You can have festive family meals that don't take a lot of money or time to prepare, especially if the family is willing to help out. Actual costs will depend on your location as well as how many mouths you need to feed, but many of these suggestions can feed a family of four for under $15, based on 2011 averages published by the US Bureau of Labor Statistics.
Place a variety of individual food items that go together in bowls, then set out a platter of lettuce leaves, flatbread, halved tortillas or even seaweed sheets if your family is adventurous. Each family member can place as much of each filling as he likes in a wrap and fold it up to eat. For a meal with Asian flair, food selections might include cooked and flaked fish, rice, chopped ginger, small pieces of peeled orange or lime, sweetened coconut flakes and peanuts. For a Mexican style wrap night, set out your favorite taco fillings. Other selections might include chicken pieces, chopped apples, shredded carrots, alfalfa sprouts and dried cranberries or raisins. Base the selection on your family's favorite foods, and watch them enjoy a finger-food feast. Set out creamy dressings or dips to accompany the fillings and to hold the wraps together.
While the name may sound expensive or daunting, Cornish game hens are small birds that usually cost only a few dollars each. Baste them in ranch dressing, a marinade or sprinkle on some olive oil and spices, then bake them in the oven. Accompany the meal with other miniature offerings, such as roasted baby potatoes, baby carrots and sweet hot chocolate in demitasse cups. Since everything is baked, cooking doesn't require much time or thought; just keep an eye on your oven timer. If the cost per game hen is too much in your area, let the kids split a hen between them or let everyone share a hen with a partner, and fill in the meal with veggies and potatoes.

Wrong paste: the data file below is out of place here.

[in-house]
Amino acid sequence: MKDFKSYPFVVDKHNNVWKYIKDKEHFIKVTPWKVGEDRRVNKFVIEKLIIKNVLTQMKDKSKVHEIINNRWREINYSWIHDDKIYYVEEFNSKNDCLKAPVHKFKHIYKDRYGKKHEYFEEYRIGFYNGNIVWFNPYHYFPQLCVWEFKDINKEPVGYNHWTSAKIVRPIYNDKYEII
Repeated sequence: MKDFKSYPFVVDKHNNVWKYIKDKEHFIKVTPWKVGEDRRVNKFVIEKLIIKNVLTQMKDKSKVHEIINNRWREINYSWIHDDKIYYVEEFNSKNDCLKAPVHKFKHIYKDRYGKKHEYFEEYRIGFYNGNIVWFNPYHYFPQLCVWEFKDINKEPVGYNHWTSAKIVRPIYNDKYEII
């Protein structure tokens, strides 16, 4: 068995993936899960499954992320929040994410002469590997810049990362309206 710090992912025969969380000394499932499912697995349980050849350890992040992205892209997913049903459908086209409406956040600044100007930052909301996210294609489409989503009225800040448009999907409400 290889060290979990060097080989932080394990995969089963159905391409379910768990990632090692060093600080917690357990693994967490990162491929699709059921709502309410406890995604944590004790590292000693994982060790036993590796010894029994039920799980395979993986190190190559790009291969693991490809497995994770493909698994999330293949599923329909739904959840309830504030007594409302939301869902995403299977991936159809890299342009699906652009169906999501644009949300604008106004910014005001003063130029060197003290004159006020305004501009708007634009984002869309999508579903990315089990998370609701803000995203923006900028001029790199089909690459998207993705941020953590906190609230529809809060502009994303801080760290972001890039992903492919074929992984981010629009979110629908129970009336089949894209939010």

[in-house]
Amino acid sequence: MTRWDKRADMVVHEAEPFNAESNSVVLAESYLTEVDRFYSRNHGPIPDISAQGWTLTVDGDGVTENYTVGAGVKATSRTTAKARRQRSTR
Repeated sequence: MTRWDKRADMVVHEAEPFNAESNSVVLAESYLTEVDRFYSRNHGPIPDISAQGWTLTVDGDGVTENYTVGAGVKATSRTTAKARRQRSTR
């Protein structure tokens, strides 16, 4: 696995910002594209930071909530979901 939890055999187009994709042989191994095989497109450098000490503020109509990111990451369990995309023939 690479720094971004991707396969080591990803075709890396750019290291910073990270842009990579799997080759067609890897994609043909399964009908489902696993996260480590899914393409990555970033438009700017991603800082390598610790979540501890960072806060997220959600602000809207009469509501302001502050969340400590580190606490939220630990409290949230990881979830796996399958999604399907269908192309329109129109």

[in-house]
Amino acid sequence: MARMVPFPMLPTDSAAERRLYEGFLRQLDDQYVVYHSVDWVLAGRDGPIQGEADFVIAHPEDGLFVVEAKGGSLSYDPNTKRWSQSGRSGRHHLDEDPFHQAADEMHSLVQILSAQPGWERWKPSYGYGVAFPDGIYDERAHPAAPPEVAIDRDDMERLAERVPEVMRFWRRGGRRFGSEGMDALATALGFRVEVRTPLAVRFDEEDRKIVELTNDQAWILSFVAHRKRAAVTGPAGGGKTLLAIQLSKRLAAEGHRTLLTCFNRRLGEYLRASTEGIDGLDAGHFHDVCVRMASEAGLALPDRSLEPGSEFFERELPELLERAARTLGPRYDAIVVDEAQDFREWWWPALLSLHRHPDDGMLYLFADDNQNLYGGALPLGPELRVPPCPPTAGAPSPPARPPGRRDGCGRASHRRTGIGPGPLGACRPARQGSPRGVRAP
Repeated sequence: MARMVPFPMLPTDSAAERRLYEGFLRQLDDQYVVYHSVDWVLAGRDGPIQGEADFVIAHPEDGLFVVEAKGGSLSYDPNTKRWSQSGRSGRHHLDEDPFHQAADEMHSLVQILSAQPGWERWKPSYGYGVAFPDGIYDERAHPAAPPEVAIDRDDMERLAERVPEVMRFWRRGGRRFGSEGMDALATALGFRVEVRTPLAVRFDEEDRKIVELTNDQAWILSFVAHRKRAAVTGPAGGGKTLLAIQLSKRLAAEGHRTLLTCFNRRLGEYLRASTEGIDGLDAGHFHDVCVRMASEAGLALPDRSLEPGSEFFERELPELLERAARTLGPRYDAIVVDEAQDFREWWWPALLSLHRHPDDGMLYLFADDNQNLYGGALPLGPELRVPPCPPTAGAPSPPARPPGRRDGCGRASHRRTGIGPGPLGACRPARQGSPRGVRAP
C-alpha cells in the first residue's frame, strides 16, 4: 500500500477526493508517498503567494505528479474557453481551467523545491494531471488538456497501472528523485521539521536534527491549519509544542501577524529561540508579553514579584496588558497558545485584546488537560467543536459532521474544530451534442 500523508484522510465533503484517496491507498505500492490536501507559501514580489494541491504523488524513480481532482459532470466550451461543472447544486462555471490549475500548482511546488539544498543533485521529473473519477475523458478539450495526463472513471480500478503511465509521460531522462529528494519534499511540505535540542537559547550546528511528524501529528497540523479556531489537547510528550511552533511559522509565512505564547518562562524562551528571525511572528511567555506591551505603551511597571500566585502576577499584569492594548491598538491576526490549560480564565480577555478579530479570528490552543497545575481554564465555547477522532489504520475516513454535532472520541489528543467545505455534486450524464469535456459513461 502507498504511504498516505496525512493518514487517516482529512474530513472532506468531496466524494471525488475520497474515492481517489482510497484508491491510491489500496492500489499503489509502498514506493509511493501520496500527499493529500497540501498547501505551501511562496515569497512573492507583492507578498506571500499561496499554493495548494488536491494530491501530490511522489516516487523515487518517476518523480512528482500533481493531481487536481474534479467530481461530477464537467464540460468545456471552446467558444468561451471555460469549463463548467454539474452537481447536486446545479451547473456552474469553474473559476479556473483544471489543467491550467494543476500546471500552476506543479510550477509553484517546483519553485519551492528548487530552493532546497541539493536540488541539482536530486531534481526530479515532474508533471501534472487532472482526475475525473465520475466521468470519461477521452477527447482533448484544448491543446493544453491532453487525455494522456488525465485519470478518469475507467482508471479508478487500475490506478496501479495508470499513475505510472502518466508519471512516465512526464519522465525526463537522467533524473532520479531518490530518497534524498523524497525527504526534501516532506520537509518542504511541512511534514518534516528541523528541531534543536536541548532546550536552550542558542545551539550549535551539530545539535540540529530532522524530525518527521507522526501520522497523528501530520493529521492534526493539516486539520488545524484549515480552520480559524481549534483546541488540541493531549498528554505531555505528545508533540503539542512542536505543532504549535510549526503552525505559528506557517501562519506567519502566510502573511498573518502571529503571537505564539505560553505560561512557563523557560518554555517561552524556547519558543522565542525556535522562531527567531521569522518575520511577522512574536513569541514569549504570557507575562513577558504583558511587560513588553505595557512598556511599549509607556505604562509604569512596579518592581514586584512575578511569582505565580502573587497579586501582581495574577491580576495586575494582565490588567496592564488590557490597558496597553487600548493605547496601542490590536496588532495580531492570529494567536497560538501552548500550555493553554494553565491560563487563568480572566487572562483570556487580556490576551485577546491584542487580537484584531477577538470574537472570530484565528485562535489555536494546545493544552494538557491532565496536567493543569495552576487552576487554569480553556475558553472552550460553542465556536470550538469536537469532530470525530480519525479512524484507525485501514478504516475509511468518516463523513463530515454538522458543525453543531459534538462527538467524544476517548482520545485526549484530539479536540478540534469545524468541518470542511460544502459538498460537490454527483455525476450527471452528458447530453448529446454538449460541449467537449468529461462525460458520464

Move your cooking adventure to the outdoor fire pit in the summer. Chop potatoes, boneless skinless chicken, and a few of your favorite veggies into cubes approximately 1/2-inch square. Mix these with a dry ranch seasoning mix or a marinade, then place a scoop of the mixture onto a square of heavy aluminum foil. Fold up the foil, rolling the edges together until you have a flat, airtight pouch. Once all of the mixture is packaged into individual pouches, place the pouches into an already-roaring fire. You'll need some tongs to retrieve them about 30 minutes later, but when you do, your whole family will have individually wrapped fresh-cooked meals, all with very little cleanup for you. This is also a great hot winter meal in the fireplace, especially if the power goes out.
Food is more fun to eat when it's stuffed into other food. Hollow out your favorite peppers -- spicy poblanos, sweet bells, or even hot jalapenos -- and stuff them with ground beef or turkey, cooked rice, your favorite vegetables, spices and cheese. Add your favorite sauce, such as enchilada sauce for poblanos or spaghetti sauce for bell peppers, and bake them in the oven until the meat is cooked through and the pepper is soft. You can substitute breadcrumbs or oats for the rice, making more of a meatball-type texture. If your kids balk at squishy peppers, bake the meat mixture separately and serve it in halved raw bell pepper shells. For summer meals, make a meaty salad from leftover meats, rice, shredded lettuce and other veggies, lightly dressed and sweetened with raisins or other fruit, then scoop that into bell pepper shells. Or hollow out apples, orange peels or avocados for summer-style stuffed produce dinner.
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